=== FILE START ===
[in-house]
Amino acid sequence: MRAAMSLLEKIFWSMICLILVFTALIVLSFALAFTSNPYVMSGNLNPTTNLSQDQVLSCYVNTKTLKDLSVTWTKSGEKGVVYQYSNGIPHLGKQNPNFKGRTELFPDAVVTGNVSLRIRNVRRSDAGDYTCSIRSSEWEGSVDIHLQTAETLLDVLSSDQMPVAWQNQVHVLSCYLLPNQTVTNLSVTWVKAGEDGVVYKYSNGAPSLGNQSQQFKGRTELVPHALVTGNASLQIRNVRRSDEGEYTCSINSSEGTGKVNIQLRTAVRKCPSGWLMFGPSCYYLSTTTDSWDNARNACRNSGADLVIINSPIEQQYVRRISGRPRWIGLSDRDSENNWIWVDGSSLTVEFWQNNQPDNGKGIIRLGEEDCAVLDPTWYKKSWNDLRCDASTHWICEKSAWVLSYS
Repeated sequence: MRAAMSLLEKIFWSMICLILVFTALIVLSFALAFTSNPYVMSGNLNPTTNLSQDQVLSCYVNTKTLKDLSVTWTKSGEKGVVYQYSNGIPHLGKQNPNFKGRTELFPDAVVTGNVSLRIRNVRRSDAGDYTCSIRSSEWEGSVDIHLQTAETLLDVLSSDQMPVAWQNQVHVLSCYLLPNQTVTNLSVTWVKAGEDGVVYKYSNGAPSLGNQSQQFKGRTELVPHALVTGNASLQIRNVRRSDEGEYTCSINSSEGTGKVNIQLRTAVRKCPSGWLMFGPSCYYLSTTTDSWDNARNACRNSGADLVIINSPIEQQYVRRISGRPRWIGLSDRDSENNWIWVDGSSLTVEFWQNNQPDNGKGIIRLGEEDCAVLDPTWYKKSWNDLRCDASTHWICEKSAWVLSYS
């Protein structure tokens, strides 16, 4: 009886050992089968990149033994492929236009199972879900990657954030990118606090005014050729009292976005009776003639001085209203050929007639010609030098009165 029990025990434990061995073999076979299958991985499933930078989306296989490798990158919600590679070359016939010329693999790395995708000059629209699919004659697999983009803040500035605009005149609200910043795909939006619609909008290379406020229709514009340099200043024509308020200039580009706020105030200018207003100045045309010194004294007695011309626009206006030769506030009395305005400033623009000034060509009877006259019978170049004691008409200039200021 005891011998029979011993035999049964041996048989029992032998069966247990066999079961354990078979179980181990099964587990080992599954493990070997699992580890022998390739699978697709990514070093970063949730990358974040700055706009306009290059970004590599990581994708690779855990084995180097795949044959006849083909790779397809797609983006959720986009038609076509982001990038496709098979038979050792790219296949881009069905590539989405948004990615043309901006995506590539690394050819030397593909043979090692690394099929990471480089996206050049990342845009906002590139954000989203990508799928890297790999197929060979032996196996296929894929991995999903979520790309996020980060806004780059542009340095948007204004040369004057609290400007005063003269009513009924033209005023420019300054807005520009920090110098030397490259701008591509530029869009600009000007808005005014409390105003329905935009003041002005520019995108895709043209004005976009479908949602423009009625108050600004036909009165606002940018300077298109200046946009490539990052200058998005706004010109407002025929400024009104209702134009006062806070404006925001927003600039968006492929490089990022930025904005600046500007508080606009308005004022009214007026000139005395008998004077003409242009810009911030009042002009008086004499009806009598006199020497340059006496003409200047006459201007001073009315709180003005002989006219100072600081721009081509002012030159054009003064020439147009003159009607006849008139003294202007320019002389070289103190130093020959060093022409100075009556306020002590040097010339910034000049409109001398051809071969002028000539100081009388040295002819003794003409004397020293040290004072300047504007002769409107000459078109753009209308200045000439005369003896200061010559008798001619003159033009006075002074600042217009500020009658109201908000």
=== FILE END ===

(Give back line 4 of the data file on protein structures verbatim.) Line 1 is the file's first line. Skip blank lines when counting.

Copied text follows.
């Protein structure tokens, strides 16, 4: 009886050992089968990149033994492929236009199972879900990657954030990118606090005014050729009292976005009776003639001085209203050929007639010609030098009165 029990025990434990061995073999076979299958991985499933930078989306296989490798990158919600590679070359016939010329693999790395995708000059629209699919004659697999983009803040500035605009005149609200910043795909939006619609909008290379406020229709514009340099200043024509308020200039580009706020105030200018207003100045045309010194004294007695011309626009206006030769506030009395305005400033623009000034060509009877006259019978170049004691008409200039200021 005891011998029979011993035999049964041996048989029992032998069966247990066999079961354990078979179980181990099964587990080992599954493990070997699992580890022998390739699978697709990514070093970063949730990358974040700055706009306009290059970004590599990581994708690779855990084995180097795949044959006849083909790779397809797609983006959720986009038609076509982001990038496709098979038979050792790219296949881009069905590539989405948004990615043309901006995506590539690394050819030397593909043979090692690394099929990471480089996206050049990342845009906002590139954000989203990508799928890297790999197929060979032996196996296929894929991995999903979520790309996020980060806004780059542009340095948007204004040369004057609290400007005063003269009513009924033209005023420019300054807005520009920090110098030397490259701008591509530029869009600009000007808005005014409390105003329905935009003041002005520019995108895709043209004005976009479908949602423009009625108050600004036909009165606002940018300077298109200046946009490539990052200058998005706004010109407002025929400024009104209702134009006062806070404006925001927003600039968006492929490089990022930025904005600046500007508080606009308005004022009214007026000139005395008998004077003409242009810009911030009042002009008086004499009806009598006199020497340059006496003409200047006459201007001073009315709180003005002989006219100072600081721009081509002012030159054009003064020439147009003159009607006849008139003294202007320019002389070289103190130093020959060093022409100075009556306020002590040097010339910034000049409109001398051809071969002028000539100081009388040295002819003794003409004397020293040290004072300047504007002769409107000459078109753009209308200045000439005369003896200061010559008798001619003159033009006075002074600042217009500020009658109201908000």